Tate Modern’s Curator of Public programmes, Marcus Dickey Horley explains how thinking around access informed the design of the new Switch House building, shares details of some of the organisation’s regular accessible tours and talks about bringing French artist, Philip Parreno’s current commission, Anywhen to the Turbine Hall.
Tate Modern has gone through considerable change recently; in June 2016 the new Switch House building opened, increasing the interior space by 60% and provoking questions about what the museum of the future should be.
Accessibility has been an important part of the gallery’s transformation. It is hoped that the original and new buildings have combined to give a more complex but still manageable choice of paths through the architecture.
The architects of the new Tate Modern Switch House, Herzog and de Meuron, were supported in this project by a second architectural practice, David Bonnett Associates, who specialise in delivering projects that are Equalities Act compliant. David himself also sits on Tate’s Access Advisory Group so he was very aware of what the expectations would be around access in the new building.
At ten floors in height, there is almost inevitably the need to be able to use lifts to access the higher levels, although staircases are of course a major feature of the interior design. It is worth pointing out that at really busy times of the week the lifts can be really full and crowded, but there are members of staff available in nearby gallery spaces who will be happy to assist anybody who would like help getting a space in the lifts.
The Switch House galleries contain mainly sculpture and 3D work, and the artworks are situated with plenty of floor space around them. There are benches on all concourses and in most of the galleries, and wall captions are in legible fonts. There are also, dotted among the collection displays, occasional works which are marked Please Interact, giving everybody the opportunity to handle those particular works.
Tate’s Public Programmes team offers a range of opportunities to take part in activities that make the collection more accessible. On the first Friday evening of every month, Tate Modern hosts tours delivered in British Sign Language which is itself delivered by a Deaf guide. The tours are open to anybody who has an interest in BSL including students and trainee interpreters.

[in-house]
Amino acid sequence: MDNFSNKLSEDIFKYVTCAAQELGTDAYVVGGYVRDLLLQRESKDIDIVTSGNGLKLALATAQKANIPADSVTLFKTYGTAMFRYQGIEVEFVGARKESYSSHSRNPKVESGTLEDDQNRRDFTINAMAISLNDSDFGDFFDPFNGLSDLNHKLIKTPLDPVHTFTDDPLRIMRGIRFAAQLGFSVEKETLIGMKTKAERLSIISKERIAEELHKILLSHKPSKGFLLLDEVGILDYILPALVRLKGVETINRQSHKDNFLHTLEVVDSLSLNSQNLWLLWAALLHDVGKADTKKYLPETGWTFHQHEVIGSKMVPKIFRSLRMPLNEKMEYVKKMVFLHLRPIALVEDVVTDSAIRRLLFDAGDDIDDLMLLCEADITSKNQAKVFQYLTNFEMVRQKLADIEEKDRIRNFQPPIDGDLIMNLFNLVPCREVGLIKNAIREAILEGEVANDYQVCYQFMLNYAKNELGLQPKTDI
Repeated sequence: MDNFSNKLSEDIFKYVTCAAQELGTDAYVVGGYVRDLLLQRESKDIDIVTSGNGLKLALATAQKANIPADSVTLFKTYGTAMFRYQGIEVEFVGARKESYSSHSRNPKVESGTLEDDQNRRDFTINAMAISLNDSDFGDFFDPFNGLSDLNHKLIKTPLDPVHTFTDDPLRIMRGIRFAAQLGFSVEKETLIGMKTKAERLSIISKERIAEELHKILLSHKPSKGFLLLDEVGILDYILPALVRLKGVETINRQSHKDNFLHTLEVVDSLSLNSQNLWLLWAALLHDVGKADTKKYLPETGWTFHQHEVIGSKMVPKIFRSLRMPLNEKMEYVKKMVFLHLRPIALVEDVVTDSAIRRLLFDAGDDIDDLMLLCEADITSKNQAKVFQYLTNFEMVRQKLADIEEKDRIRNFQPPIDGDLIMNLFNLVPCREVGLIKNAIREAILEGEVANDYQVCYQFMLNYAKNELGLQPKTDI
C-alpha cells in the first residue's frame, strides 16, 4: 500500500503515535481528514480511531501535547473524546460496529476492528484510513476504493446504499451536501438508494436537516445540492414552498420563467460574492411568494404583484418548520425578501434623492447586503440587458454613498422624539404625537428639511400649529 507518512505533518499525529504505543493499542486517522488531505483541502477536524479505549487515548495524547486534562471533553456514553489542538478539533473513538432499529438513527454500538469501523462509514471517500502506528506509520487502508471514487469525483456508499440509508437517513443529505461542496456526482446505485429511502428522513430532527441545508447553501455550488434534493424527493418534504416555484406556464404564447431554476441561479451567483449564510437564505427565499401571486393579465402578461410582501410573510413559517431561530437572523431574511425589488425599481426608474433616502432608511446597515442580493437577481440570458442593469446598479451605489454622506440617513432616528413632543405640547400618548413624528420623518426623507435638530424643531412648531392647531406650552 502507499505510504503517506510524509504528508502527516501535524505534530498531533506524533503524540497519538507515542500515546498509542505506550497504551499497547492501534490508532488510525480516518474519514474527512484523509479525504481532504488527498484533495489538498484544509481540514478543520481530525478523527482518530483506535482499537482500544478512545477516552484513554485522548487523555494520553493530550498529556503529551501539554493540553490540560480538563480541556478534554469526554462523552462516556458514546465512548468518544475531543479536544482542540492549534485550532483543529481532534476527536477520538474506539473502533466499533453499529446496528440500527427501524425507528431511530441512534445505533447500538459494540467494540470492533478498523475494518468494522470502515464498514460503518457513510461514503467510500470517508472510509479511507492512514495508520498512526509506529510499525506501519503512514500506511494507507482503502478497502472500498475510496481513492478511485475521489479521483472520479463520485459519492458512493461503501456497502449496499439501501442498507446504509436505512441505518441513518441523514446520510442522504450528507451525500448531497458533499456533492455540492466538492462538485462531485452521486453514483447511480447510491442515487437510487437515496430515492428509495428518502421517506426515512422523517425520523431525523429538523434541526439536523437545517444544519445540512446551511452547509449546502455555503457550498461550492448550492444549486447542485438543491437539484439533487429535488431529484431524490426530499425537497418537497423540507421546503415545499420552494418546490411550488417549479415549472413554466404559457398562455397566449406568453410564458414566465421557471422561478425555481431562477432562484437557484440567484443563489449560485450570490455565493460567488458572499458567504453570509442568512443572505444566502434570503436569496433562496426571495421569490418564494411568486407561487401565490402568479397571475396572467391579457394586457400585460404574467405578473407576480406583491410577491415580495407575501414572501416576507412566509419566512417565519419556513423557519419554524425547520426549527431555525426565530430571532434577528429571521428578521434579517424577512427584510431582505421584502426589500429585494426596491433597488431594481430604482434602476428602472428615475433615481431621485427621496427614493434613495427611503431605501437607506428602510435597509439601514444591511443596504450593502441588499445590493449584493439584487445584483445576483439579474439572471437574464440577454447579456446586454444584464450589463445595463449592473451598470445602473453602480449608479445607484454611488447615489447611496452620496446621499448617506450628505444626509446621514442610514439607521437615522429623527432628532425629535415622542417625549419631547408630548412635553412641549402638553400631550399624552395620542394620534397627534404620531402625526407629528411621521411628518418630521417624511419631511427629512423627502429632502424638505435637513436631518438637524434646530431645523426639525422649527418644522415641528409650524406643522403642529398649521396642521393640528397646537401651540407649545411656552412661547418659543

We also offer Touch Tours for visually impaired visitors in which we can handle original sculptures from the collection displays. These tours can also be adapted for visitors who are DeafBlind, too. The intention of these events is to enable everybody to access the Tate collection equally, and in fact on a Touch Tour participants get even more access to the collection displays than the general public because of the touching opportunity.
The Turbine Hall sits at the very centre of this new layout, and the current Hyundai commission, Anywhen by Philip Parreno, draws on sensory stimulation and engagement to explore and interrogate the architecture of the Turbine Hall space. It is an installation with several complex components that unite in a series of ever-variable situations and sequences to generate a presentation that constantly changes.
There are certain key elements; flying projection screens that ascend and descend in the high void of the Turbine Hall. Hundreds of very high-spec speakers hanging from wires that broadcast not only soundtrack but also pick up on digital radio station signals, weaving these diverse broadcasts into sequences of sonic collage. Spotlights on tracks move slowly around the hall casting constantly moving shadows on the high grey walls. Thick carpets line the floors, encouraging people to lie down looking up, enjoying informal commonality with each other. The timings and activities of the sequences are controlled and influenced by micro-organisms in chemistry bottles, and you can visit the lab at the far eastern end of the hall.
The Turbine Hall itself has always been enjoyed as an accessible space, with flat level access over hundreds of square metres, a ramp which gives step free access to the Turbine Hall floor and a lift designated and reserved for disabled visitors linking levels 0 and 1. The installation is made up of both visual and sonic components so there is opportunity for visitors with sensory impairments still to be able to access significant parts of the whole sensory experience.
Tate Modern’s accessible car park for disabled visitors is located next to the South Entrance, which leads directly to the Turbine Hall. On level 0 we have a Changing Places facility, incorporating height adjustable changing bench and full room coverage hoist which will be of interest to any visitors who would appreciate this level of access.
If you have any enquiries or would like more advice on making a visit please visit Tate’s website or contact our Information Office:
Timelapse video of Philip Parreno’s Anywhen below, courtesy of Tate. We regret that there is no audio description for this film, which was not commissioned by Disability Arts International.